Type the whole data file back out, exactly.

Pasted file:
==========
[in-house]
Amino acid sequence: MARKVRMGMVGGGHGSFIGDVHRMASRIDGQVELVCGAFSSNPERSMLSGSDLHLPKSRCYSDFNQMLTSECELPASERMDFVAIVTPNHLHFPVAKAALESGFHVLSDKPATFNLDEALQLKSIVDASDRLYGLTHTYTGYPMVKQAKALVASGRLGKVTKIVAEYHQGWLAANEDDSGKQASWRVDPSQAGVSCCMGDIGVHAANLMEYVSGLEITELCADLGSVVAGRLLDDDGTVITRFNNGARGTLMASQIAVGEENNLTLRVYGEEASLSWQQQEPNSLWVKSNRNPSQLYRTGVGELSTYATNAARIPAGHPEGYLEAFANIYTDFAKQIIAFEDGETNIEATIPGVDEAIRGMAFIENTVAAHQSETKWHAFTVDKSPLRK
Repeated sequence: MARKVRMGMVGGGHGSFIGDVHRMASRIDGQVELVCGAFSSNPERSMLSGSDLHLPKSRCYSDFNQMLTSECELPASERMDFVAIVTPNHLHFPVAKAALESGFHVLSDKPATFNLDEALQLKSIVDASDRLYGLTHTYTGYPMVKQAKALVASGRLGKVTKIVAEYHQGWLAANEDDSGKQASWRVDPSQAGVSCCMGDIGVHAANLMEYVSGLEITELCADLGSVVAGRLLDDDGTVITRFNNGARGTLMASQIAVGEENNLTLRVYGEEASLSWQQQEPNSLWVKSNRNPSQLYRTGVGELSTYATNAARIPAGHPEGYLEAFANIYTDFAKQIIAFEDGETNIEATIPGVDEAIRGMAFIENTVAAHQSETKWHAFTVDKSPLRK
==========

[in-house]
Amino acid sequence: MARKVRMGMVGGGHGSFIGDVHRMASRIDGQVELVCGAFSSNPERSMLSGSDLHLPKSRCYSDFNQMLTSECELPASERMDFVAIVTPNHLHFPVAKAALESGFHVLSDKPATFNLDEALQLKSIVDASDRLYGLTHTYTGYPMVKQAKALVASGRLGKVTKIVAEYHQGWLAANEDDSGKQASWRVDPSQAGVSCCMGDIGVHAANLMEYVSGLEITELCADLGSVVAGRLLDDDGTVITRFNNGARGTLMASQIAVGEENNLTLRVYGEEASLSWQQQEPNSLWVKSNRNPSQLYRTGVGELSTYATNAARIPAGHPEGYLEAFANIYTDFAKQIIAFEDGETNIEATIPGVDEAIRGMAFIENTVAAHQSETKWHAFTVDKSPLRK
Repeated sequence: MARKVRMGMVGGGHGSFIGDVHRMASRIDGQVELVCGAFSSNPERSMLSGSDLHLPKSRCYSDFNQMLTSECELPASERMDFVAIVTPNHLHFPVAKAALESGFHVLSDKPATFNLDEALQLKSIVDASDRLYGLTHTYTGYPMVKQAKALVASGRLGKVTKIVAEYHQGWLAANEDDSGKQASWRVDPSQAGVSCCMGDIGVHAANLMEYVSGLEITELCADLGSVVAGRLLDDDGTVITRFNNGARGTLMASQIAVGEENNLTLRVYGEEASLSWQQQEPNSLWVKSNRNPSQLYRTGVGELSTYATNAARIPAGHPEGYLEAFANIYTDFAKQIIAFEDGETNIEATIPGVDEAIRGMAFIENTVAAHQSETKWHAFTVDKSPLRK